There is only one place in all of the New Testament that directly speaks of the gift of faith (1 Corinthians 12). The Bible speaks a great deal, of course, about faith in general, but there is something unique and distinct about the gift of faith. The Charisma of Faith is a spontaneous and divinely enabled expression of confidence in God which serves as a means for experiencing other supernatural activities of God.
It has been suggested that the Bible describes three types of faith: (1) conversion faith; (2) continuing faith; and (3) charismatic faith (see Mark Stibbes, Know Your Spiritual Gift; and Sam Storms The Beginner’s Guide to Spiritual Gifts). While the other two are rather obvious, the last may need some further delineation. Charismatic faith is expressly described in 1 Corinthians 12:9, but this passage gives us no concrete explanation of what this gift is or how it differs from the other expressions of faith in the Bible. So, we must speak somewhat humbly about this gift.
Paul gives us some more context for the gift when he mentions “all faith” in chapter 13. Paul’s point in this chapter is to speak of the superiority of love to all spiritual gifts, but he mentions:
If I speak in the tongues of men and of angels, but have not love, I am a noisy gong or a clanging cymbal. 2 And if I have prophetic powers, and understand all mysteries and all knowledge, and if I have all faith, so as to remove mountains, but have not love, I am nothing. (1 Corinthians 13:1-2)
The mention of “tongues” and “prophetic powers” clues us into his context. He is speaking of the spiritual gifts. So, when he mentions “all faith,” he has in mind something distinct from the conversion and continuing faith that all believers possess. “All” is a key descriptor and carries with it some unique weight – this is the charisma of faith. He describes this faith in connection to Jesus’ own teaching about faith that “moves mountains” (Mark 11:22-23). The gift of faith, then, carries with it the confidence that the seemingly impossible can be accomplished by and in the strength of the Lord. As Sam Storms describes it:
The gift of faith is that mysterious surge of confidence that rises within a person in a particular situation of need or challenge and which gives an extraordinary certainty and assurance that God is about to act through a word or an action. (The Beginner’s Guide to Spiritual Gifts, 55)
It is unique in that it is occasional. That is, to say, it is not the result of the general development of our spiritual faith, but it arises, with full confidence, in the face of a specific occasion. It arises to meet a situation afresh.
Consider a few possible examples from the Scriptures:
Paul’s confidence in the preservation of all on board the boat in the midst of the storm (Acts 27:25)
Daniels confidence that no harm would come to him in the lion’s den (Dan. 6:23)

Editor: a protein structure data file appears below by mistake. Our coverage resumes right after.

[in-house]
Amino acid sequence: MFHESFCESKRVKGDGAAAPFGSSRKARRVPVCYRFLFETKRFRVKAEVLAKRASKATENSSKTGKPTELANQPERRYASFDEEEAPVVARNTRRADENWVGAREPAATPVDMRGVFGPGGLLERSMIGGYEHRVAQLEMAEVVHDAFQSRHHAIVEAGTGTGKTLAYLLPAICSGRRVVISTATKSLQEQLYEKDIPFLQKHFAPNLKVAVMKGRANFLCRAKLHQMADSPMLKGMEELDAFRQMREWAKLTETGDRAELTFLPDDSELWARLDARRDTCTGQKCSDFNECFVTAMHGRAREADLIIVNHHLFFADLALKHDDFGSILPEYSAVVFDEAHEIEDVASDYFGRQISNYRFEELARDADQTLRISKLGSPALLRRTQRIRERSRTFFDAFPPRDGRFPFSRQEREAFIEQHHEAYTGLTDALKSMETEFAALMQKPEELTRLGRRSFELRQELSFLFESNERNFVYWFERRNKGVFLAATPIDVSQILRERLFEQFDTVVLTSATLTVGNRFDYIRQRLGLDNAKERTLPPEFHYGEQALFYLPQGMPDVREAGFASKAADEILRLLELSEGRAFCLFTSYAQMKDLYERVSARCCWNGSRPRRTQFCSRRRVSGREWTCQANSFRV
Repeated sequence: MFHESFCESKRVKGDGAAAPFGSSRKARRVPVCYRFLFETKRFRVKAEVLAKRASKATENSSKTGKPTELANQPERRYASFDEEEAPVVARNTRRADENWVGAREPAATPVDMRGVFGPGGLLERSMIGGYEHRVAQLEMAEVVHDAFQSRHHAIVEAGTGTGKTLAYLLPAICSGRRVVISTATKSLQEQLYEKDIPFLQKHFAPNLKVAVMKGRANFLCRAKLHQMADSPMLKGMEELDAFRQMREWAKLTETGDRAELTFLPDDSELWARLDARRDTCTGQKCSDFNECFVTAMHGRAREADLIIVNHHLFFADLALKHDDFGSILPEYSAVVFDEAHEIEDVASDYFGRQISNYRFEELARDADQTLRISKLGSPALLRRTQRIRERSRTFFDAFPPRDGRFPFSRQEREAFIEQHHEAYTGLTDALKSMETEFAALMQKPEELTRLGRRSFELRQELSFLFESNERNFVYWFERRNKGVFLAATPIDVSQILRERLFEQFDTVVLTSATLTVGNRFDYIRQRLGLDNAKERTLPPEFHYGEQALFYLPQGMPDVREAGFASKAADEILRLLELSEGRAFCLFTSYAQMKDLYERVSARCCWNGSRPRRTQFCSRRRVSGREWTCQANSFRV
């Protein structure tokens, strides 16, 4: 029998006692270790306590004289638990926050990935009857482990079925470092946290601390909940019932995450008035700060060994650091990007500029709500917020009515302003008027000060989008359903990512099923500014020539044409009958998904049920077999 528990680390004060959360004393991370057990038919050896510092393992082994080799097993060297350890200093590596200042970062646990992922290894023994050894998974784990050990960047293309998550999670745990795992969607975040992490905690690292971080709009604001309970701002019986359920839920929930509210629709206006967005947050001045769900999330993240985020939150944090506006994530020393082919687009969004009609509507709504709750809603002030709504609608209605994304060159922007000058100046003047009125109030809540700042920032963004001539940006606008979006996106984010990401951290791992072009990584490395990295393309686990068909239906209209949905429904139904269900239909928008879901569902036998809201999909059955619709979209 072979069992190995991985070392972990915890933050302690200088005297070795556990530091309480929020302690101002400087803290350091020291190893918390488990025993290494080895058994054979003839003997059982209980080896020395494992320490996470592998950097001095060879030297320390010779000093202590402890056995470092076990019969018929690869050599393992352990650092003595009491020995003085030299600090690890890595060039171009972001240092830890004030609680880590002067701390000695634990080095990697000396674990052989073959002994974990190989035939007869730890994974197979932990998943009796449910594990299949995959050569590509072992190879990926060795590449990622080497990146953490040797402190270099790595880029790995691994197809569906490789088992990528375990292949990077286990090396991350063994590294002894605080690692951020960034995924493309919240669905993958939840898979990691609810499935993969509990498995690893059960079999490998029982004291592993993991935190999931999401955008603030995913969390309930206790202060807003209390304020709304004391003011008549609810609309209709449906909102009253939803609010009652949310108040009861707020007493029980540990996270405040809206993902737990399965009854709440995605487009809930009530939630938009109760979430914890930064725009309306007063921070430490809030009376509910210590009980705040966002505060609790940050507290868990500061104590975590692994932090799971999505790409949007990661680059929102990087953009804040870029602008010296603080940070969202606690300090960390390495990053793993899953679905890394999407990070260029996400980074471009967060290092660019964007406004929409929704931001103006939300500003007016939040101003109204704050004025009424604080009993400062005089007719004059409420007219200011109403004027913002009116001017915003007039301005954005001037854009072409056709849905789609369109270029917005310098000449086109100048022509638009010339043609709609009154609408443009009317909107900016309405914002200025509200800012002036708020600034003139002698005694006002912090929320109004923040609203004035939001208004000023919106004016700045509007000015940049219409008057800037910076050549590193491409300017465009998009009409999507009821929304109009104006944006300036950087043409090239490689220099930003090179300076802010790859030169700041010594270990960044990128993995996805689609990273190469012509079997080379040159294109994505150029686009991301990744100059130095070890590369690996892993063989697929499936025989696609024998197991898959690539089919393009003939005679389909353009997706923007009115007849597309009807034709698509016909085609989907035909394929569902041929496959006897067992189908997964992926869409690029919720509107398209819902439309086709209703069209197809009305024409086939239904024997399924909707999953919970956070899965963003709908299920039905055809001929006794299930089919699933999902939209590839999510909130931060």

The list of OT saints whom the Hebrew author upholds for their faith; a faith which empowered them to “conquer kingdoms, enforce justice, receive promises, and stop the mouths of lions” (Heb. 11:32-33)
Or James words about the “prayer of faith” which results in healing of the sick (James 5:15)
These are unique and distinct examples which result in God’s miraculous work and manifestation.
What might the gift of faith look like in the modern-day? It may come as a bold confidence intended to strengthen the faith of others. It may come as the confidence to pray for healing knowing that God will do it in this particular occasion. It may come as the restful peace that no harm is going to befall you in a specific trial. It may be expressed in the assurance that a risky action will result in good, even in the face of seemingly uncertain outcomes. There are hundreds of ways this faith may display itself. What marks it as unique is that it manifests as “all faith,” with no mixture of doubt or skepticism, and it arises spontaneously as a divinely given gift in the moment.
There is probably no sense in which someone possess this gift consistently. Because it is occasional, it is not likely a permanent or “residential” gift. No one always possess the gift of faith, but it comes in seasons and scenarios as God allows. I recall only one experience in my own life where I sensed this charisma of faith. My wife had been experiencing serious illness which was causing her to lose sleep. In fact, a the moment of our prayer she had not slept in two days. In that moment, however, I knew that if I prayed for her to sleep that night that she was going to sleep. I knew, without any doubt, that God was going to grant what I asked and so I asked in full confidence. I had never before, nor have I since, experienced that gift. Because of its occasional nature, I don’t think that anyone permanently possesses it.
While all of the Bible speaks to the general faith that every believer experiences, the Charisma of Faith is different. It is distinguished by full confidence, by spontaneity, and by a specific occasion that requires its enlistment. God gives this gift in order that we might remember our desperate and constant need of Him, and to demonstrate His love, power, and compassion on us. Thank God for any gift that drives us back to Him!